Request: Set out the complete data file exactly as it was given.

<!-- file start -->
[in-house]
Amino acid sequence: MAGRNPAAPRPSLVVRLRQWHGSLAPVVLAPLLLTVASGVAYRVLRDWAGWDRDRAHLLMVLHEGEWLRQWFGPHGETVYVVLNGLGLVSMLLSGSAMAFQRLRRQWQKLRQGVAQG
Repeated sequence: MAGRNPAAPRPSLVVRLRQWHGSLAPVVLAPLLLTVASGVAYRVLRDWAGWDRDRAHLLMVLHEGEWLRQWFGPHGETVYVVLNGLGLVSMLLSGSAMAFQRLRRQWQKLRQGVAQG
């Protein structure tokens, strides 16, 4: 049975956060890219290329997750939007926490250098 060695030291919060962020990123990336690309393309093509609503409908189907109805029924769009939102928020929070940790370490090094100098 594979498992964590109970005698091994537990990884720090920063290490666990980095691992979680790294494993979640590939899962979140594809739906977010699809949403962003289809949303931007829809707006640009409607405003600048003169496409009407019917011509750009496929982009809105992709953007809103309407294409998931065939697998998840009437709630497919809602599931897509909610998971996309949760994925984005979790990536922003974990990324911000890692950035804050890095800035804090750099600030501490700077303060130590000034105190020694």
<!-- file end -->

[in-house]
Amino acid sequence: MAGRNPAAPRPSLVVRLRQWHGSLAPVVLAPLLLTVASGVAYRVLRDWAGWDRDRAHLLMVLHEGEWLRQWFGPHGETVYVVLNGLGLVSMLLSGSAMAFQRLRRQWQKLRQGVAQG
Repeated sequence: MAGRNPAAPRPSLVVRLRQWHGSLAPVVLAPLLLTVASGVAYRVLRDWAGWDRDRAHLLMVLHEGEWLRQWFGPHGETVYVVLNGLGLVSMLLSGSAMAFQRLRRQWQKLRQGVAQG
């Protein structure tokens, strides 16, 4: 049975956060890219290329997750939007926490250098 060695030291919060962020990123990336690309393309093509609503409908189907109805029924769009939102928020929070940790370490090094100098 594979498992964590109970005698091994537990990884720090920063290490666990980095691992979680790294494993979640590939899962979140594809739906977010699809949403962003289809949303931007829809707006640009409607405003600048003169496409009407019917011509750009496929982009809105992709953007809103309407294409998931065939697998998840009437709630497919809602599931897509909610998971996309949760994925984005979790990536922003974990990324911000890692950035804050890095800035804090750099600030501490700077303060130590000034105190020694």